Getting a college education is an expensive process. The costs of going to school add up quickly, and for many people, even though getting a college degree does eventually pay off, it may take a few years of working before they finally land a G.O.O.D. (get-out-of-debt) job with a livable salary.
In order to deal with all the costs associated with going to college, many students need to borrow extra money to help cover living expenses and that makes it even more difficult for them to repay their loans after they graduate. Although lenders explicitly advise against borrowing more than you need, the fact of the matter is that many students do it because they have to.
A Brief Overview of True Student Debt
The average student loan debt for the graduating class of 2011 was $26,600 per student. Since tuition and the cost of living tend to go up to every year, unfortunately, future classes can expect to graduate with a higher amount of debt. Based on average consumer spending habits, here are just some of the monthly expenses colleges students might pay in addition to their tuition and textbooks:
- $114.06 for meals and non-alcoholic beverages
- $32.49 per month for additional education costs
- $35.79 for personal computers and peripherals
- $385.43 for housing
- $65.11 for utilities
There are other items such as clothes, personal grooming items, as well as transportation costs that could easily be added to the list as well. In general, but not always, students typically spend the first two years of college either living at home or on campus and find their own accommodations during their final couple of years. Gaining independence is a wonderful thing, but it also comes with higher living expenses.
Student Loan Deferment
Federal student loans are typically handled through Sallie Mae's Department of Education Loan Services. One of the biggest forms of aid that Salle Mae offers students is that their loan payments are deferred until six months after they graduate provided that they are enrolled at least half time, typically six credit hours per semester, for at least two semesters of the school year. As long as you stay enrolled for a period of less than six months, you don't have to make student loan payments. However, students who take more time off and then re-enroll may have to file a new in-school deferment form.
One problem with student loan deferment, though, is that some students abuse it to the point of ending up in worse financial trouble. For example, a student who receives an undergraduate degree and then decides to enroll in graduate school simply because he or she cannot afford to start paying back his or her students is only asking for trouble. Rather than taking on more debt for a graduate degree that you may not really need or ever have use for, you are better off speaking with a Sallie Mae representative about other possible debt-relief options.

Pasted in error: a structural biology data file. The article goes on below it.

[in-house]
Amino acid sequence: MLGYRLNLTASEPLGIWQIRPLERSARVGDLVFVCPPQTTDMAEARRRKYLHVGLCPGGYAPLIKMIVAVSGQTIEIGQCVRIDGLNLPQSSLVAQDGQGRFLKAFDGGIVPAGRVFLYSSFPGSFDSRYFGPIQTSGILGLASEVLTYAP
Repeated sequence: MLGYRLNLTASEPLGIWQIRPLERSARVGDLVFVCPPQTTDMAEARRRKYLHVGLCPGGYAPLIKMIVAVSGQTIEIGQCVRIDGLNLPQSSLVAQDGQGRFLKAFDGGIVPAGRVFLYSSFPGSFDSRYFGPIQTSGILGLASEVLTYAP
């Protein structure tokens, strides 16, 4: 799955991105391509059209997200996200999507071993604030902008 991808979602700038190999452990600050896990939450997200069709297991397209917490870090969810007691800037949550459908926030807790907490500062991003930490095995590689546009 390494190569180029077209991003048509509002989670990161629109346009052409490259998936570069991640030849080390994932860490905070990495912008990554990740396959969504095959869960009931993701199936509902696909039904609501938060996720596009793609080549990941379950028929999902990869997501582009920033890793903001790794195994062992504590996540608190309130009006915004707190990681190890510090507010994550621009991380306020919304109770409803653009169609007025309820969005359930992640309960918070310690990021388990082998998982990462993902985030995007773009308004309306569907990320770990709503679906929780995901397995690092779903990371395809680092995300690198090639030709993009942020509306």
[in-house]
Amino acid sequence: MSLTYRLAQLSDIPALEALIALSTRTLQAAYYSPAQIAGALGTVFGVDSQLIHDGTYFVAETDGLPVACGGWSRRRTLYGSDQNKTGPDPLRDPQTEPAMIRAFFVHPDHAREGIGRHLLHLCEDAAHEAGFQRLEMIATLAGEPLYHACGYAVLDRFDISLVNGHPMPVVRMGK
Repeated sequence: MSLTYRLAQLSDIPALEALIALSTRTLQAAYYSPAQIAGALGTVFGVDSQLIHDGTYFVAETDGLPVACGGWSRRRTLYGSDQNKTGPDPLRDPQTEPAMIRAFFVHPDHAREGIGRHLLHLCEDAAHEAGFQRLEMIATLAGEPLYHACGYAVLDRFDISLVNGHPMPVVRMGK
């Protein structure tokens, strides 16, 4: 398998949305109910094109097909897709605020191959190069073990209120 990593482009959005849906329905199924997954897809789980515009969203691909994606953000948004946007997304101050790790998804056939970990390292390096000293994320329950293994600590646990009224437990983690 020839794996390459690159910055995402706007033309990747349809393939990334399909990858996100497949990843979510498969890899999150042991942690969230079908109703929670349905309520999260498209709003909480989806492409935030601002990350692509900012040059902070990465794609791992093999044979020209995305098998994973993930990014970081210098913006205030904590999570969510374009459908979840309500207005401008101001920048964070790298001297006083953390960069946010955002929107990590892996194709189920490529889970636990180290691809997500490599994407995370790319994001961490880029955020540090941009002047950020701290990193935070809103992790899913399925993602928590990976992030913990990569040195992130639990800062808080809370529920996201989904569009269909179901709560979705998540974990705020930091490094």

If you reach a point where you no longer qualify for deferment, but you need help managing your loans, you can apply for voluntary forbearance. A good point to keep in mind is that forbearance actually adds to the cost of your loan because you are responsible for the interest that accrues on the loan. Before you go this route, you should consider whether or not you are eligible for any types of deferment such as military service, disability, or parental leave.
Although forbearance can be a great temporary relief to graduates who are struggling to reply their student loans, they should speak with a Sallie Mae representative to see if they qualify for other options first. Forbearance is typically a last resort measure. Sallie Mae has a wide variety of programs that may actually help reduce the cost of your loan debt, or at least not increase it, that you should ask about before applying for forbearance. We have a great resource that explains ways to get student loan forgiveness.
Know Your Loans and Plan to Repay Them
Most college students take out several different loans, all with different interest rates and repayment terms. Stafford Loans, Perkins Loans, PLUS Loans, and subsidized and unsubsidized Federal loans are all different. After graduation, you should use a good student loan calculator to figure out what your exact repayment terms will be for all of your loans. Figuring out what your repayment terms are in advance will give you a good idea of whether or not you can afford the monthly payments and give you a chance to contact your lenders in advance if need be.
If it is at all possible, you should try not to take advantage of in-school deferment. You may think that is impossible given that you're already struggling to make ends meet, but even just paying $20 per month while you are in school will help lower the principle and interest that you have to repay after you graduate. Instead of letting interest accrue on your loans for four or more years, consider making small payments while you are still enrolled in classes. Every little bit helps. When you are ready to graduate, Sallie Mae provides excellent resources for figuring out how to repay your student loans.
As a final note of caution, the worst thing you can do is give up at the sight of your potentially massive student loan debt and just ignore it. The fact of the matter is that it isn't going to go away. If you stay in touch with your lender during difficult times, then the lending companies will most likely work with you to come up with some kind of feasible repayment plan or compromise.
However, if you just flat out ignore your debt, then the lender has every reason to believe that you intend to default on it. Rather than bury your head in the sand, be proactive and don't be afraid to contact Salle Mae or any of your other lenders. You will likely be surprised at just how much they are willing to help you if you show an interest in repaying your debt.
Did you use any programs to help you get out of student loan debt?